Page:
1 oz Swedish Punsch [Kronan]
1 oz White Rum [Privateer]
1/2 oz Bully Boy Amaro
1/2 oz Oloroso Sherry
Stir with ice, strain into a chilled cocktail glass. Garnish with orange twist.
Wow, has it only been a month since the last Bottle Swap post? Time flies when you’re not posting much (I know, I know…I’ve been a little lax lately). Anyway, here we are, talking Swedish Punsch. As usual, head over to Garnish Girl’s corner of the internet to see what Katie did with her half of the bottle in the Doctor Bird.
Let’s start with the basics – that is, what the hell exactly is Swedish Punsch? First things first, it’s not a “punch” at all, not in the way most people are familair with the word. Punsch actually refers to the method of creating this liqueur – combining alcohol, sugar, lemon, water, and spices or tea. The alcohol in this case is a blend of Batavia Arrack and rum, along with a healthy dose of island spices. After all, this stuff was created in the early 1700s by the Swedish East Indies Co. They were already importing Batavia Arrack from Java, and their sailors started taking their rations of booze and combined them with the local spices. The interplay of the of the spirits and spices was quite tasty, and a new drink was born. Eventually, companies started bottling these concoctions for sale, and Swedish Punsch was born.
Given its components, Swedish Punsch is both familiar and odd at the same time. The classic molasses sweetness from the rum is certainly there, but with a little extra funk from the Arrack. All the spices take that familiarity in a different direction, and even to different places depending on your mindset. You could easily drift to a tropical tiki paradise, or get cozy under all the warm spices. This makes it a rather versatile bottle.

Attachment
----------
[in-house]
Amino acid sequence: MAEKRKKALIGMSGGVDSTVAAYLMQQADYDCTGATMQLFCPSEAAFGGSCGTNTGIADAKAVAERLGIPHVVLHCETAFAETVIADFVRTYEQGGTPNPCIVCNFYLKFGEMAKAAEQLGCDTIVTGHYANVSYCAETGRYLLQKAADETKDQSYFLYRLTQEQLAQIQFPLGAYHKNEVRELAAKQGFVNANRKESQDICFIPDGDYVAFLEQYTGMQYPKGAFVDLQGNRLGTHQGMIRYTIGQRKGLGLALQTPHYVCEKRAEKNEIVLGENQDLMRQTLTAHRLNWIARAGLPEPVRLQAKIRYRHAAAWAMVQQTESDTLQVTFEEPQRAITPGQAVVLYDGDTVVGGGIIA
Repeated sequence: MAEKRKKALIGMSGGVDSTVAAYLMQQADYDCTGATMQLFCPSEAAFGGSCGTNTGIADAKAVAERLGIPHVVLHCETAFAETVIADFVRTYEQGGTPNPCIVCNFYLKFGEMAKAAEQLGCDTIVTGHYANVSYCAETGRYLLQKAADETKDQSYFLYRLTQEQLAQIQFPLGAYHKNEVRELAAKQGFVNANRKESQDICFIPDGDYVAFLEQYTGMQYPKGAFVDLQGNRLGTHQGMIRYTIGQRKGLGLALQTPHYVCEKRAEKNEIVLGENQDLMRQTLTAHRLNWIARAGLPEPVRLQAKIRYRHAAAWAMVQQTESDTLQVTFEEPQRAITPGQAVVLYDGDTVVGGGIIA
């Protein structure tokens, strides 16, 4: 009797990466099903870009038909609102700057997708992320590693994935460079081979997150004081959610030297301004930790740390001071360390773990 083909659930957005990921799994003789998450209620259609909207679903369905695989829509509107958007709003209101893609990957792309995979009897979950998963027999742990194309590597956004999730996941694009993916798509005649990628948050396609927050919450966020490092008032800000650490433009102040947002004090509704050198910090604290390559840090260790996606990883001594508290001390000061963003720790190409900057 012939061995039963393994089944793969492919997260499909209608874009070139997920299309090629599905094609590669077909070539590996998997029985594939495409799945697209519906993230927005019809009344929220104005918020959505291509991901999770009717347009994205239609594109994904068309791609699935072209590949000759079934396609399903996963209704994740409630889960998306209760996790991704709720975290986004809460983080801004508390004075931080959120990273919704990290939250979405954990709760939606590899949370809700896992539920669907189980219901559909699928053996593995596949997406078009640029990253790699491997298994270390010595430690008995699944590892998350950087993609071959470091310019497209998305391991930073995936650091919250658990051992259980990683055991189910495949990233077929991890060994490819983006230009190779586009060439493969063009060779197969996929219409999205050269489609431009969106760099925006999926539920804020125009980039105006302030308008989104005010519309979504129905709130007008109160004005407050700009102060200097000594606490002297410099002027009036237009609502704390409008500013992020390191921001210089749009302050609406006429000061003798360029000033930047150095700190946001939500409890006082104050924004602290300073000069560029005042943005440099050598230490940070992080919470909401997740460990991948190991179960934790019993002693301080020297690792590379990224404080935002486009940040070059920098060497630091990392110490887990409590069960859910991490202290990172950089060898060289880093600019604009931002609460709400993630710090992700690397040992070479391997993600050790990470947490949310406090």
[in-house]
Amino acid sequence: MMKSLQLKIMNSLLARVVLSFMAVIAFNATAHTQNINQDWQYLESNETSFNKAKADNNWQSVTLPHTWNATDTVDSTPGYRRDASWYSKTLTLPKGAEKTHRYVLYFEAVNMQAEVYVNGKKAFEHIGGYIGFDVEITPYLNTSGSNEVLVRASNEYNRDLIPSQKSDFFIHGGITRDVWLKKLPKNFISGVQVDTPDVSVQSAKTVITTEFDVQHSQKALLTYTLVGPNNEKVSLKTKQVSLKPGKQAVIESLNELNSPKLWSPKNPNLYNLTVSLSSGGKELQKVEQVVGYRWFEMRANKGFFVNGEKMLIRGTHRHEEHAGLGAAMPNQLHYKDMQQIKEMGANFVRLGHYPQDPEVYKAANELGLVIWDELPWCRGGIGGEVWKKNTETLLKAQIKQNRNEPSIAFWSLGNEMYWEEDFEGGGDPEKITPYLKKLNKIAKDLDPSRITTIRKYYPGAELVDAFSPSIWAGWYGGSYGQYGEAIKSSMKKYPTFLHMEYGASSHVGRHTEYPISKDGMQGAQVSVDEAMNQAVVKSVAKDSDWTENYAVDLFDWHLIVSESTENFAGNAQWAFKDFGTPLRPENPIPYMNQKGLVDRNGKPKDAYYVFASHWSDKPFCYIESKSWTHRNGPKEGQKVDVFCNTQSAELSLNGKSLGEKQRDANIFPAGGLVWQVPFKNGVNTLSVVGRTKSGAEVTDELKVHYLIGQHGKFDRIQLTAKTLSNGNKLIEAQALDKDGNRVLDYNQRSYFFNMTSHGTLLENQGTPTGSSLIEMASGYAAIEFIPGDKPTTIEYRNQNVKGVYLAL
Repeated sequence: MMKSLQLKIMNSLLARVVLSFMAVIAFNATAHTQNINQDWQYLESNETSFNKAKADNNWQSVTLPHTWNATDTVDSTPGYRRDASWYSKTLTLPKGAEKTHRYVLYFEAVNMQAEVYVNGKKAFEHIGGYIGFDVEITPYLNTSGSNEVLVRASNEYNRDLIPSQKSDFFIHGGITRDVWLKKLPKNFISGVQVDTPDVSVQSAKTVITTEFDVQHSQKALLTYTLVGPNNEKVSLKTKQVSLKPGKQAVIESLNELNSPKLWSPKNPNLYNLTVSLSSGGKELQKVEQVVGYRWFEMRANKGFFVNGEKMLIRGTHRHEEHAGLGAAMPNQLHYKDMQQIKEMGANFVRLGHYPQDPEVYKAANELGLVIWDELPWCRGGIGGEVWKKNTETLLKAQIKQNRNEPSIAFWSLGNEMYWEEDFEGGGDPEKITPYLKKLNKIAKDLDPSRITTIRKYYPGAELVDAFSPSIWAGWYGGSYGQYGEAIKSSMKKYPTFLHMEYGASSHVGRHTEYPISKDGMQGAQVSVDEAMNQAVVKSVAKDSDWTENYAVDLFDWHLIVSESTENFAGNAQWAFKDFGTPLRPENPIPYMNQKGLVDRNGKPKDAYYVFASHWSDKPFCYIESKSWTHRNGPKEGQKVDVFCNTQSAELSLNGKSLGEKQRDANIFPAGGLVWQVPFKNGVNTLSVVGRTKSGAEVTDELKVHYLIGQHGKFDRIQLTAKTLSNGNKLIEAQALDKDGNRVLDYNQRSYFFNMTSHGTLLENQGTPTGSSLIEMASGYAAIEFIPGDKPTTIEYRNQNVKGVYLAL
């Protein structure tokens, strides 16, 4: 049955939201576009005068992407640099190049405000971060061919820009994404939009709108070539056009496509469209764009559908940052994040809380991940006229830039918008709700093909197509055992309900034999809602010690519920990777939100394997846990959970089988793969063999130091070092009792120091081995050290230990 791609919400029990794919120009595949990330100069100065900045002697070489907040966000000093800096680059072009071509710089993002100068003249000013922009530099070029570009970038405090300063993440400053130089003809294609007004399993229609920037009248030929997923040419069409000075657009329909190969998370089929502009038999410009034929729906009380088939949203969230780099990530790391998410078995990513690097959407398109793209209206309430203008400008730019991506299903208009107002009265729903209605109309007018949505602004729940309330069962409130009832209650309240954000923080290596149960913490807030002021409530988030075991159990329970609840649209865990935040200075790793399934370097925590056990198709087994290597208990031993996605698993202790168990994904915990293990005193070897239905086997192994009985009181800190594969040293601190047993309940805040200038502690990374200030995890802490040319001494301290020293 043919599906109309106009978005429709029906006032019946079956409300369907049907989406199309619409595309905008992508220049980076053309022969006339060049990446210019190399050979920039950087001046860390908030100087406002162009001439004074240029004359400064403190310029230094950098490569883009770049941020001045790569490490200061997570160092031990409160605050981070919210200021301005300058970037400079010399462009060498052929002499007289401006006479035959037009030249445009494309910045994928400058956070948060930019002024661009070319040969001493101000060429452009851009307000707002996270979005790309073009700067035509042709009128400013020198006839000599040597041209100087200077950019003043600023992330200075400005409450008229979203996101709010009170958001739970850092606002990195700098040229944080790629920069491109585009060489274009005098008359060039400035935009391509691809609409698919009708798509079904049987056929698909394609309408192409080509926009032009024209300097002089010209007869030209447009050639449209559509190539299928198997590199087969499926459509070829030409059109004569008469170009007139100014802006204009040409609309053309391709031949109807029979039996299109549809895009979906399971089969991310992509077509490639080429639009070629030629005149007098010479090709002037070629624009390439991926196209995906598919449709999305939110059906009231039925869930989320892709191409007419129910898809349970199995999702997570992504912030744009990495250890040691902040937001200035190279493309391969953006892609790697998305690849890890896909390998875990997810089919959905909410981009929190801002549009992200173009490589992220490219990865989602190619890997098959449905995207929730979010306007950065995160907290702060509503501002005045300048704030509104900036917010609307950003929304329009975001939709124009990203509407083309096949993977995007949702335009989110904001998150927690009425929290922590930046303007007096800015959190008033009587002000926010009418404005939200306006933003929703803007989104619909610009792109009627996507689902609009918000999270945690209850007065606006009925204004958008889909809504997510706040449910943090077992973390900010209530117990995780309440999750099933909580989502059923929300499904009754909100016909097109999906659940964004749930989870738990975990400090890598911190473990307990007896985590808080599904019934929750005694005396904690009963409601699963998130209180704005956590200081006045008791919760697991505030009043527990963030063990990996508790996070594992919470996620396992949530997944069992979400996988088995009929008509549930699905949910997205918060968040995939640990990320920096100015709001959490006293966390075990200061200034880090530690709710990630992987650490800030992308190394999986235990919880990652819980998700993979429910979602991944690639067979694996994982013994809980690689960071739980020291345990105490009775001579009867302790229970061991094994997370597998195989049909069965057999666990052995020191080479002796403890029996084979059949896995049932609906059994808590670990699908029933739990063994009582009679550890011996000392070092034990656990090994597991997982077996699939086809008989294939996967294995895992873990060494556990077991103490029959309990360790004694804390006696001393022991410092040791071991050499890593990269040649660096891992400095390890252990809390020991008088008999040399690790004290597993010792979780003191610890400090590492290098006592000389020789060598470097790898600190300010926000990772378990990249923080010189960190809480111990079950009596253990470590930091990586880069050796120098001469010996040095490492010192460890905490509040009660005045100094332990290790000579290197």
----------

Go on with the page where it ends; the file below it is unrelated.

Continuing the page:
For the Field Promotion, I doubled down on the rum component and split the base between the Punsch and a local white rum. High notes came in the form of Bully Boy Amaro (more local love), which has citrus and hops flavors abound. Finally, a nutty oloroso sherry provided a complex foundation for it all to rest on. There were lots of aromas swirling above the glass, from the spices in the punsch to the citrus and botanicals in the Amaro. The sip was smooth at first, but the sharp edges from the Amaro worked their way through. Sherry brought out the cozier side of the spices in the punsch, helping everything finish with an inviting warmth on the swallow.
I’m certainly excited to have this bottle in my arsenal, and I can wait to try to take things in a more tiki direction. Reaping the rewards of the Bottle Swap never gets old, so find a friend, pick some bottles, and gets to swapping yourself (and don’t forget to check out Katie’s drink)!